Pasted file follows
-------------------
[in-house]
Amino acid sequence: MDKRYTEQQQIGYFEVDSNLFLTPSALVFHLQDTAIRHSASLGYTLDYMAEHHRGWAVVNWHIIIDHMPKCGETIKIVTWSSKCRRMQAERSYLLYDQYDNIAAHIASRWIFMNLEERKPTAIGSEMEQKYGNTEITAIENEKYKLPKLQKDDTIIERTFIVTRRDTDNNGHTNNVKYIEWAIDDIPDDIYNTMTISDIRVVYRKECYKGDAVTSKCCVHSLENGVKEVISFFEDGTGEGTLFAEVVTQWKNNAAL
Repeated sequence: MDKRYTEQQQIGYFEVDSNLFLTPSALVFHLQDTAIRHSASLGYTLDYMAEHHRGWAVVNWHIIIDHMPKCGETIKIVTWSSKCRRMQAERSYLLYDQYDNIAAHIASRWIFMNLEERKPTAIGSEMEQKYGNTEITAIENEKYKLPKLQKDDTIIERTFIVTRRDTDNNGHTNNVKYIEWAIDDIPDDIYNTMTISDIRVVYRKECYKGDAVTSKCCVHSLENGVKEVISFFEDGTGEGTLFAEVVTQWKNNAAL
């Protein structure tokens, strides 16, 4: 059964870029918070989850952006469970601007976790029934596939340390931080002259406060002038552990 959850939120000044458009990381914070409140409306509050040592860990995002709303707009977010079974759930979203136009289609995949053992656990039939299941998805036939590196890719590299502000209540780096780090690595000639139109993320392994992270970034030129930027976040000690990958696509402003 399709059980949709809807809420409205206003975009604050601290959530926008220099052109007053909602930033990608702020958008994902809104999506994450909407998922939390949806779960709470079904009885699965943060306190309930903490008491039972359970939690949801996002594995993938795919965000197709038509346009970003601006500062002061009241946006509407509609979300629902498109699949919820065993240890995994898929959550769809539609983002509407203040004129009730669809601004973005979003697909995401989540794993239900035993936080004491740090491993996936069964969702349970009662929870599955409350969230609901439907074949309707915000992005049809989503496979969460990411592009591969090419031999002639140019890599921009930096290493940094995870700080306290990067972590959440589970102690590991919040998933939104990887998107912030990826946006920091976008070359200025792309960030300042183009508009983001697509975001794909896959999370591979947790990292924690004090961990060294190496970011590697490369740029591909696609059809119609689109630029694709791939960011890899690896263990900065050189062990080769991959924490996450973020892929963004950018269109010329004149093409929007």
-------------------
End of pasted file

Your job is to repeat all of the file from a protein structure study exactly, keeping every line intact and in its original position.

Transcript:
[in-house]
Amino acid sequence: MDKRYTEQQQIGYFEVDSNLFLTPSALVFHLQDTAIRHSASLGYTLDYMAEHHRGWAVVNWHIIIDHMPKCGETIKIVTWSSKCRRMQAERSYLLYDQYDNIAAHIASRWIFMNLEERKPTAIGSEMEQKYGNTEITAIENEKYKLPKLQKDDTIIERTFIVTRRDTDNNGHTNNVKYIEWAIDDIPDDIYNTMTISDIRVVYRKECYKGDAVTSKCCVHSLENGVKEVISFFEDGTGEGTLFAEVVTQWKNNAAL
Repeated sequence: MDKRYTEQQQIGYFEVDSNLFLTPSALVFHLQDTAIRHSASLGYTLDYMAEHHRGWAVVNWHIIIDHMPKCGETIKIVTWSSKCRRMQAERSYLLYDQYDNIAAHIASRWIFMNLEERKPTAIGSEMEQKYGNTEITAIENEKYKLPKLQKDDTIIERTFIVTRRDTDNNGHTNNVKYIEWAIDDIPDDIYNTMTISDIRVVYRKECYKGDAVTSKCCVHSLENGVKEVISFFEDGTGEGTLFAEVVTQWKNNAAL
């Protein structure tokens, strides 16, 4: 059964870029918070989850952006469970601007976790029934596939340390931080002259406060002038552990 959850939120000044458009990381914070409140409306509050040592860990995002709303707009977010079974759930979203136009289609995949053992656990039939299941998805036939590196890719590299502000209540780096780090690595000639139109993320392994992270970034030129930027976040000690990958696509402003 399709059980949709809807809420409205206003975009604050601290959530926008220099052109007053909602930033990608702020958008994902809104999506994450909407998922939390949806779960709470079904009885699965943060306190309930903490008491039972359970939690949801996002594995993938795919965000197709038509346009970003601006500062002061009241946006509407509609979300629902498109699949919820065993240890995994898929959550769809539609983002509407203040004129009730669809601004973005979003697909995401989540794993239900035993936080004491740090491993996936069964969702349970009662929870599955409350969230609901439907074949309707915000992005049809989503496979969460990411592009591969090419031999002639140019890599921009930096290493940094995870700080306290990067972590959440589970102690590991919040998933939104990887998107912030990826946006920091976008070359200025792309960030300042183009508009983001697509975001794909896959999370591979947790990292924690004090961990060294190496970011590697490369740029591909696609059809119609689109630029694709791939960011890899690896263990900065050189062990080769991959924490996450973020892929963004950018269109010329004149093409929007």